Last month I did the Millenium Way which was fairly close to home and also required a bus to the start. I really enjoyed that and the canal running (which I used to do a lot of) and the bus was not that bad after all. In addition my time from that race and the Railway ultra the previous week suggested I would be finished in time to drive home in daylight so canalathon was back on my radar. I dithered a bit and kept changing my mind between waiting out in case a place for Ashby 20 came up before finally entering on the closing day about a week before the event!
Registration was at Sowerby Bridge leisure centre were we picked up our number, dibber (which we dibbed into a machine at each check point) T shirt (and medal if you had ordered one - I didn't as I have enough and didn't want to pay £6!). At 7.20 the double decker bus left for Manchester with the 50km and 75km runners. The 100km runners started from Sowerby Bridge ran to Manchester then back. I would have liked to have done the 100km but there was no way I would be able to get home after and as the race was Sunday stopping over was not an option.
I was treating it as a fairly steady training run. I did have a rest day on Saturday and had cut caffeine the week before so was taking it a bit more seriously than a training run but was not racing. If completed the course I would have done over 100 miles for the week and with 42 miles completed the previous weekend I was not exactly tapered!
There was a compulsory kit list including waterproof trousers and spare top layer so I had to use my biggest raidlight waistpack which I just about crammed everything in including cuddly top (spot) who has become a bit of a mascot! I don't like running with this as it feels so heavy but my other option was my Salomon rucksack which whilst a bit more comfortable it is harder to get the bottles out so I would probably not drink enough.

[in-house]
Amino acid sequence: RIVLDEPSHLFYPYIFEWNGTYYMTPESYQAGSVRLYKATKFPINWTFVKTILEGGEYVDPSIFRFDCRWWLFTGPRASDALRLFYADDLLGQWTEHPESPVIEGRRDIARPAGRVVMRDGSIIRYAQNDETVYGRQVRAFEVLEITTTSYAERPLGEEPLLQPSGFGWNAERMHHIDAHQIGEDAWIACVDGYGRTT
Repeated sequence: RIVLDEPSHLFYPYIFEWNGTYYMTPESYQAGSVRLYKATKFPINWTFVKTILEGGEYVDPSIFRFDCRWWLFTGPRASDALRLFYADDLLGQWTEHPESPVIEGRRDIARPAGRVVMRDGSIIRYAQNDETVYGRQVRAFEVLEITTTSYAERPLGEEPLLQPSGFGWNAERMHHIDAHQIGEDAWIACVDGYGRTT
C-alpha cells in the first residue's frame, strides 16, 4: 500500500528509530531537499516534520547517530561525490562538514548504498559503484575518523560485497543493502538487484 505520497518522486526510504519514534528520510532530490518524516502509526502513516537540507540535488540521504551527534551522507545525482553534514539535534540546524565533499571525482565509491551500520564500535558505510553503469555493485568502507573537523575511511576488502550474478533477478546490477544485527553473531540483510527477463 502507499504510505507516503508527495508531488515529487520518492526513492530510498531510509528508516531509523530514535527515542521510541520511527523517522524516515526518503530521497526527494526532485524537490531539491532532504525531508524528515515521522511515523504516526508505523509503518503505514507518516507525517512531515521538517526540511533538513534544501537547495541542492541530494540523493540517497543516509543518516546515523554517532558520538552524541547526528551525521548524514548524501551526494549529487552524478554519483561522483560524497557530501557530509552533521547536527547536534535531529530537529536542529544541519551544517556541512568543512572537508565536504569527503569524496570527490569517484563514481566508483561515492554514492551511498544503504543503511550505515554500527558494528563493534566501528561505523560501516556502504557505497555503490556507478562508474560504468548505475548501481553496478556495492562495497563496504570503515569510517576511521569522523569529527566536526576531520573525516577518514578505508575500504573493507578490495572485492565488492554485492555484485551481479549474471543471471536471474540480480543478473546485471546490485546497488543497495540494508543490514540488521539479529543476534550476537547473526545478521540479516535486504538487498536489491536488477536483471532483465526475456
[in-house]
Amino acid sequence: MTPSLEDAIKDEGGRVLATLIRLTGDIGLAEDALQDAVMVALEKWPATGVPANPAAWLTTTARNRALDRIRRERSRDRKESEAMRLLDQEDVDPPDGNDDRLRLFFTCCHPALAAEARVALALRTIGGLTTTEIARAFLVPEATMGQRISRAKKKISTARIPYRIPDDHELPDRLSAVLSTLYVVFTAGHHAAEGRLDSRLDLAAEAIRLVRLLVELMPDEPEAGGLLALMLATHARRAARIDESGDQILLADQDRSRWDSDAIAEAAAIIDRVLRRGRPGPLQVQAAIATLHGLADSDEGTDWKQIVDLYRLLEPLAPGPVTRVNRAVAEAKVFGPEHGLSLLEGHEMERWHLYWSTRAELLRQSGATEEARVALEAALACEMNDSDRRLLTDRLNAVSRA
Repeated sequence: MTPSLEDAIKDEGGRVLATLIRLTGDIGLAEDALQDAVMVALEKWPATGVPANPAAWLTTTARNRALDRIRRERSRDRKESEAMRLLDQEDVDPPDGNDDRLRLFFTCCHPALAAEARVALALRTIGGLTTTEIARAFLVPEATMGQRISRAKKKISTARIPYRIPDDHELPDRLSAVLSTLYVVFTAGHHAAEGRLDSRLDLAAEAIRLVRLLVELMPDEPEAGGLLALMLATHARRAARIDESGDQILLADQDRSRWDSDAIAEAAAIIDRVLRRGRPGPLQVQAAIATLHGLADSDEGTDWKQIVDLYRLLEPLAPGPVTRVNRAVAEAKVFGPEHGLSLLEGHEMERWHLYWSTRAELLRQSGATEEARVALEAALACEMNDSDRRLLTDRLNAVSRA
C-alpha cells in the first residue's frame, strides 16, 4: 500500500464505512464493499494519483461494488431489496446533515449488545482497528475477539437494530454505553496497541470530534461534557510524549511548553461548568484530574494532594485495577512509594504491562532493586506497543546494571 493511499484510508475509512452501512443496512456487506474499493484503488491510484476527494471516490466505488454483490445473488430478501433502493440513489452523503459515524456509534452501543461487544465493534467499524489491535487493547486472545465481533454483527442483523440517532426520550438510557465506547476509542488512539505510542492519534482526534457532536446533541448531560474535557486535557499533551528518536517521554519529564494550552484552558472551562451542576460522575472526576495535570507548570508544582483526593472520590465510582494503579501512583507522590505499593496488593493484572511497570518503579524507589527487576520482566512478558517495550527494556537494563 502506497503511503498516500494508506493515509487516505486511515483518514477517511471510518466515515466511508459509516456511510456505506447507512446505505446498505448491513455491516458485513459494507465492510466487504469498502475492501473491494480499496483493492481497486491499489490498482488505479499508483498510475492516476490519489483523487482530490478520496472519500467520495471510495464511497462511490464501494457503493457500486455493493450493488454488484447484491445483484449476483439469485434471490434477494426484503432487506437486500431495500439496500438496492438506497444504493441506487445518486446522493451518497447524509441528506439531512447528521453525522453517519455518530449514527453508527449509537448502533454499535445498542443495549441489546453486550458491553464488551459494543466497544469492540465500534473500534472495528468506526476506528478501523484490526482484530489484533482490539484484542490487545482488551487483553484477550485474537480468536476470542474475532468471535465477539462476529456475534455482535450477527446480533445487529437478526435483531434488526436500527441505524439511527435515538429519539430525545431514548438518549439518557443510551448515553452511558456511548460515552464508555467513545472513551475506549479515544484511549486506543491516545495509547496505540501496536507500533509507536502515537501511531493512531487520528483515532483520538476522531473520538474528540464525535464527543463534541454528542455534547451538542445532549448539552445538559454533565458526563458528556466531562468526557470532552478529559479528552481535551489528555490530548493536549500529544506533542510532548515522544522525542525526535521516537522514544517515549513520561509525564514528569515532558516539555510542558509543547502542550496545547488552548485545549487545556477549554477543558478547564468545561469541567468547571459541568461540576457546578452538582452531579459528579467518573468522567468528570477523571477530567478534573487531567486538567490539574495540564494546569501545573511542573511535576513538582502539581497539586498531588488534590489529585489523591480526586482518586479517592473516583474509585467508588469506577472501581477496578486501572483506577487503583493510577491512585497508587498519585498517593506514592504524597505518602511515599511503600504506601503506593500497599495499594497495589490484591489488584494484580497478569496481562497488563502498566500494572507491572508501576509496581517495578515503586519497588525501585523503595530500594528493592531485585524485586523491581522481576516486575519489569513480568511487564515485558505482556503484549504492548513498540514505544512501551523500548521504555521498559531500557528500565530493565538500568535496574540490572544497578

The start of the race involved running around a car park to spread the field out a bit before a few narrow bits!! The first few miles had some steps and bridges so pace was a bit slow but then I settled into just below 9mm which is about how my long training runs start. The canal path was nice and dry and there was a lot of tarmac but I somehow managed to fall over after about 5 miles. Another runner kindly stopped to make sure I was OK and we ran along together for a while. He was doing the 50km, it was his first ultra. I let him go as he was running a bit faster than I wanted to this early on.
The route had been marked with spray paint so there had been no need to look at the instructions and most the time I could see the runner ahead. First check point was at 11 miles where the usual checkpoint items could be found - Jaffa cakes; bananas; coke; jelly babies; flapjack and some meaty things which I ignored as a veggie! I hadn't eaten up to this point and had only drunk half my 500ml bottle which was not good as I have found if I don't drink much early on I get really thirsty later. Luckily the checkpoints were closer together later in the race.
I had a couple of cups of coke, some Jaffa cakes and a banana and was on my way. To the next checkpoint at 21 miles it was fairly uneventful. I did have a walk and a 9bar after about half way through this section even though I was not really hungry but I knew I had not had enough. It was in this section where I saw the 100km runners coming from the other direction which was nice. Same again at the next checkpoint.
After a couple of miles I passed a lady, the first I had seen since the first few miles - the race attracted far more men the women as is often the case with ultras. Next checkpoint was at about 26 miles. I was a bit quicker here as I didn't fill my bottle knowing I had enough to get me to the 31 mile checkpoint. I did top up on coke and Jaffa cakes though. I was told here that I was 2nd lady although he was not sure if the lady ahead was doing the 50km or 75km.
My pace had been gradually slowing and I had been finding it a bit of a slog but once I got past 27 miles I felt a lot better as it was now less than 20 to go! I was picking off a few of the 50km runners now as they were struggling at the end - for a lot this was their first ultra.
At the 31 mile CP/finish of the 50km I was told that I was 1st lady in the 75km and that I was 4th overall which I was surprised by. Some people said that they would find it hard to run past the finish of the 50km to go on to do the 75km but it was not that bad although looking at my splits I did linger here a bit longer than at other checkpoints; perhaps because it was a bit hard to get going with all the finishers around and spectators waiting for friends to finish!
The final section was an out and back along a different bit of canal with a checkpoint at the turnaround point.